Of all factors included in the present study, the recent experience of having one's own sext shared associates most strongly with sharing someone else's sexts. One theory that could explain this association is the general strain theory (Agnew, 1992). This theory states that the negative treatment by others generates negative emotions, which in turn instigate negative actions. If sexts are exchanged within a romantic relationship, and one of the partners betrays the other one's trust, it is conceivable that the latter retaliates. Retribution could also play a role in the association we found between sext-sharing and unwanted exposure to sexts. Naezer and Oosterhout Van (2020) describe that some of their respondents forwarded unsolicited sexts because they felt harassed by the sender and wanted to teach him a lesson.
Strengths and Limitations
One of the strengths of our study was the use of a representative national sample which enabled us to gain insight in the prevalence of sext-sharing among Dutch youth. However, despite using sampling weights to increase the representativeness of the sample, it is conceivable the sample still differs from the study population on characteristics that could not be weighed for. Also, only a minority of the schools that were approached to take part in this study, participated. This has possibly resulted in a selective sample of schools, as schools with a more permissive school climate toward sexuality or an increased emphasis on sexual health in their curriculum may have been more likely to participate.
Secondly, the nature of our outcome measure (i.e., “Have you ever sent nude pictures or videos of someone else”) has a few limitations. It is possible that the prevalence we found is an underestimation, if some of the respondents felt inclined to give a socially desirable answer despite the anonymity they were guaranteed. Additionally, the formulation of the question is not entirely unambiguous, since the question does not include consent. In theory this question could also be answered affirmative if someone took a consensual photo or video of someone else and then shared the result only with the person depicted in the sext. Furthermore, we cannot rule out that “someone else” is in some cases someone depicted on a publicly available image, for example leaked celebrity sex-tapes. Since the outcome variable was part of a series of questions relating to sharing personal sexually explicit content, we however believe this specific interpretation of the question is unlikely. A strength but also a weakness is the narrow definition of the outcome measure. We excluded sexual text messages from the outcome measure because explicit images or videos are believed to have a potentially greater impact than sharing sexual text messages (Houck et al., 2014). This is in agreement with other studies about non-consensual sext-sharing (Walker and Sleath, 2017; Clark et al., 2018; Johnson et al., 2018). A consequence of this is that it limits comparability of our results with studies that do include sexual text messages in their outcome measure.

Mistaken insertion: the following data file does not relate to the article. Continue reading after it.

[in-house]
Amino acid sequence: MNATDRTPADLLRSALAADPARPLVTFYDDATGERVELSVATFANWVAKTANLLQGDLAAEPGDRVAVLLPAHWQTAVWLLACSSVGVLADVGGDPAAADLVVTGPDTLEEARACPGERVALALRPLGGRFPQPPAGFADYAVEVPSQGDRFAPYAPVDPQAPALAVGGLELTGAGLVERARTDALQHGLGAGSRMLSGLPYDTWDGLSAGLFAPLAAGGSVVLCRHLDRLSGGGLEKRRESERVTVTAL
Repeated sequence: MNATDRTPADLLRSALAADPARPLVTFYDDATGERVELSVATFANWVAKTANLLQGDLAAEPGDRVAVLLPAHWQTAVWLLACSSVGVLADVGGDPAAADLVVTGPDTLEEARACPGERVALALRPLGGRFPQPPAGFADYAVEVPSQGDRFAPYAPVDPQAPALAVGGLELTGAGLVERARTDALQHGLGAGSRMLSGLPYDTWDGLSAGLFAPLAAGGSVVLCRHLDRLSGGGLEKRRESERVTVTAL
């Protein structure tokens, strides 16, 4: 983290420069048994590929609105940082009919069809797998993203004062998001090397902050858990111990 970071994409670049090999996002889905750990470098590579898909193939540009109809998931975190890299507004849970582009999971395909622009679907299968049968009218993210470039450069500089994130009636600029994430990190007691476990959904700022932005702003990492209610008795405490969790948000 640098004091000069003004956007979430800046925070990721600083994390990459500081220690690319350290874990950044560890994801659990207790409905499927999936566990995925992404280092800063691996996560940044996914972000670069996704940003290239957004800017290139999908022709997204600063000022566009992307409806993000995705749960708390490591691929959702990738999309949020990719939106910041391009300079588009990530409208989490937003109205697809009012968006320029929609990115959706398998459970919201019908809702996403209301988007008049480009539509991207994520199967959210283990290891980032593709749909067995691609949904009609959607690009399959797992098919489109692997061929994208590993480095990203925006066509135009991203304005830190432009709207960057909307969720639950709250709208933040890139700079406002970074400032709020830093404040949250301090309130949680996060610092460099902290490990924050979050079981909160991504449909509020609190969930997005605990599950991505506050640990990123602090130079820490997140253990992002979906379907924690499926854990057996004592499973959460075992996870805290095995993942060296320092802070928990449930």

In our study we followed the dichotomous gender classification (male/female) that was customary at the time. Unfortunately, as a result it remains unclear to what extent non-binary, transgender and intersex youth are involved in sext-sharing and this should be addressed in future research.
Another limitation is that our dataset is cross-sectional, making any conclusions about causality impossible. To illustrate this, in the association found between the variable mental health and sext-sharing, sext-sharing can be the cause, outcome or both, or both variables can be related to a confounding variable. Since this research was explorative in nature, no comprehensive framework could be applied to this study which can be considered to be a limitation as well.
Finally, the original Kessler psychological distress scale (which was used to assess mental health) consists of 10 items. One item (i.e., “During the past 30 days, how often did you feel nervous?”) was accidentally omitted from the questionnaire. Fortunately, Cronbach's Alpha of the remaining 9 items was still high (0.92).